The winds of change are transforming a site of smarts in Technology Valley.
What will soon be known as the Callaghan Innovation Quarter is morphing into being at its Gracefield site in Seaview.
What was, 80 years ago a munitions factory which became the headquarters for the Department of Scientific and Industrial Research (DSIR), before becoming the main base for Crown Research Institute Industrial Research Ltd in 1992, is in the middle of being revamped.
Many of its what were meant to be temporary buildings are having asbestos removed, roofs fixed, and decades of deferred repairs and maintenance put to rights under a four year fully funded Tactical Facilities Continuity Programme (TFCP).
This Callaghan Innovation initiative is being led by Design Officer Hayley Ellison, an urban planner by background with deep experience in brownfield developments.
The TFCP stage was signed off by the government in May 2019 following the acceptance of the redevelopment business case.
An upgrading of work facilities for chemists, physicists, engineers and mathematician has been led by the construction of an entirely new building for the Measurement Standards Laboratory - a metrology institute charged with ensuring New Zealand’s units of measurement as consistent with the International System of Units (the SI).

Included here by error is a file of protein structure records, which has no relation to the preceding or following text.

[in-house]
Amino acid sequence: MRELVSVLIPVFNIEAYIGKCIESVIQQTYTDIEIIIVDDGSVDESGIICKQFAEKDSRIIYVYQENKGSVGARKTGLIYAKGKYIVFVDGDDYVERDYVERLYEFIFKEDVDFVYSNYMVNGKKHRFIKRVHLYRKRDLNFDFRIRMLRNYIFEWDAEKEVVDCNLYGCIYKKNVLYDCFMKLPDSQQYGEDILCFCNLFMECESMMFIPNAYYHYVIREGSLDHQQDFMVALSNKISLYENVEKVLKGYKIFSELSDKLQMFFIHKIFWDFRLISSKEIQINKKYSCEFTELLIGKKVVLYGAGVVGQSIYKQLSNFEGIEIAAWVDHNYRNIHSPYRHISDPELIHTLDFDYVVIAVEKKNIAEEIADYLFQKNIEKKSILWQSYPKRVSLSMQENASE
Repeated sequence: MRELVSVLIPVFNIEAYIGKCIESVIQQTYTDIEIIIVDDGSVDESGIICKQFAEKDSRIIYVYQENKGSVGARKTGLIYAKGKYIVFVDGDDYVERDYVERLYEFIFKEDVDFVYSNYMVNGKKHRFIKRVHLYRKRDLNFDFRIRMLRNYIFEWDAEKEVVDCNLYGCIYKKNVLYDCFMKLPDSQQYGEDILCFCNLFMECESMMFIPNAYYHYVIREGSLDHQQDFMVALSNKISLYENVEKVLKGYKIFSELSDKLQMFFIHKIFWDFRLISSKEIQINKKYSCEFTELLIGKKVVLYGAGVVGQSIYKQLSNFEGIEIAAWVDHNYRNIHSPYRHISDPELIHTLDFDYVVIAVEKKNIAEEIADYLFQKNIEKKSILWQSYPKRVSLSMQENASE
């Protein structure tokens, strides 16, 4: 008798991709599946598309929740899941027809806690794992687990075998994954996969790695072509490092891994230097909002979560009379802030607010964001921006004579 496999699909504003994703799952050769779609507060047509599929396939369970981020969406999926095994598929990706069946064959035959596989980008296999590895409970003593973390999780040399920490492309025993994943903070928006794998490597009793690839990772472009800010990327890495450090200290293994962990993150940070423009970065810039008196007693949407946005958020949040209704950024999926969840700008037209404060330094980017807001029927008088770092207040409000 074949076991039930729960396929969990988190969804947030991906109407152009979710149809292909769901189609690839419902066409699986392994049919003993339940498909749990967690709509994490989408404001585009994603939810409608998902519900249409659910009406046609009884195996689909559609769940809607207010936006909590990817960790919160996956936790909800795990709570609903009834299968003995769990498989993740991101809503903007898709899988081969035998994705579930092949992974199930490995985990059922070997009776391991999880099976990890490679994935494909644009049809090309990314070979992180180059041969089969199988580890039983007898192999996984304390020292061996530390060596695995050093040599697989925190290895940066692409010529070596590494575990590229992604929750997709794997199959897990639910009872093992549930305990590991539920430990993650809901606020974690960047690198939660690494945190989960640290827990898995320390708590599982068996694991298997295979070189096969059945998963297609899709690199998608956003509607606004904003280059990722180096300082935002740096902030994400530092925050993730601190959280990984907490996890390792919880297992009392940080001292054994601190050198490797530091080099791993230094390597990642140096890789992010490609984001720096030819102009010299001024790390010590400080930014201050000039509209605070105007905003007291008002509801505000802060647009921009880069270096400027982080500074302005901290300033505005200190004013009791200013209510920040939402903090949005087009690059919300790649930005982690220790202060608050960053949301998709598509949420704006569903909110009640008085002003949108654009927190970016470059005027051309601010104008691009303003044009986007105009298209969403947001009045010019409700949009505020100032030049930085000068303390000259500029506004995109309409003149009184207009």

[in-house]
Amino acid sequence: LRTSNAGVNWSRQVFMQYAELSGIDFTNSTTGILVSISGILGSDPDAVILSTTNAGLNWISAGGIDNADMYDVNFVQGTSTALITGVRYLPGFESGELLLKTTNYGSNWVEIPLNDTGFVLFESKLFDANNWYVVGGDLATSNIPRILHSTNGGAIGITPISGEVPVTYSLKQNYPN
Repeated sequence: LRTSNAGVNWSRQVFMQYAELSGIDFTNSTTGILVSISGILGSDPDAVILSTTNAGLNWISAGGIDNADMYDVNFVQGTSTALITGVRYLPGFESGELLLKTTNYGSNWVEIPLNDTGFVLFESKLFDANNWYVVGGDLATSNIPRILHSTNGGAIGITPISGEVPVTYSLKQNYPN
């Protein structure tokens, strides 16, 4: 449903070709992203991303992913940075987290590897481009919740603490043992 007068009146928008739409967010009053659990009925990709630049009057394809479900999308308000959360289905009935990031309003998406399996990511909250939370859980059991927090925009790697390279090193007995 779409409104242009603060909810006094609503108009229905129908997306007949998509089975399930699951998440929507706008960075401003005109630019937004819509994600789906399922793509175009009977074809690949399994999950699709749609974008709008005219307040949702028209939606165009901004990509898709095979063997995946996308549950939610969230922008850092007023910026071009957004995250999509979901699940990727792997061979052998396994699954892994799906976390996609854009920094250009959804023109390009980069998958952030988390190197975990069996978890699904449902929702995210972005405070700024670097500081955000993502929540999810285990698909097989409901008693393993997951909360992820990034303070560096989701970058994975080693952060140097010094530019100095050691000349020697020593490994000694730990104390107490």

The TCFP is defined, but the rest of the expected upgrade is a work in progress under what is called a Strategic Services Programme.
“There’s a huge amount of engagement as part of the SSP business case, and that’s partly because of the enormous number of stakeholders,” says Hayley.
“It means what we’re doing isn’t just about built infrastructure. We’re looking to create a shared vision between Callaghan Innovation and our partners.”
These partners include, without being restricted to:
- Wellington Victoria University
- Ferrier Research Institute
- Robinson Research Institute
- NZ Trade & Enterprise
- Other Crown entities
- Other Crown Research Institutes
- WellingtonNZ (regional development agency)
- Local iwi
- Hutt City Council
- Technology Valley
- Current Gracefield site tenants
“One of our primary considerations is to lead with and have a review of the customer journey,” says Hayley.
“Callaghan Innovation isn’t set up and can’t provide all the services needed to help an entrepreneur take an idea through to a final product that is then marketed.
“But we are looking to set up an operating model that gives access to the services available through our partners who do do this.
“We want people to have a navigable path to those services. That’s why we need to work really closely, and have a shared vision.”
But while the blueprint isn’t yet crafted and the business case for the new and improved Callaghan Innovation Quarter not yet signed off by government, Hayley is sure of what some of the development will have (probably beginning in about four years).
Using overseas innovation hubs models and examples won’t necessarily work here she says.
“Overseas innovation hubs are much more about concrete structures,” Hayley says.
“A real asset we have here is our natural environment. We’re beside a stream, there’s tree-covered hills on our boundary.
“People come here and get taken aback by the environment. It’s special.
“We need to embrace this. If we are to attract talent here, part our our investment should be embracing the specialness of this site, and its context.”
Watch this space.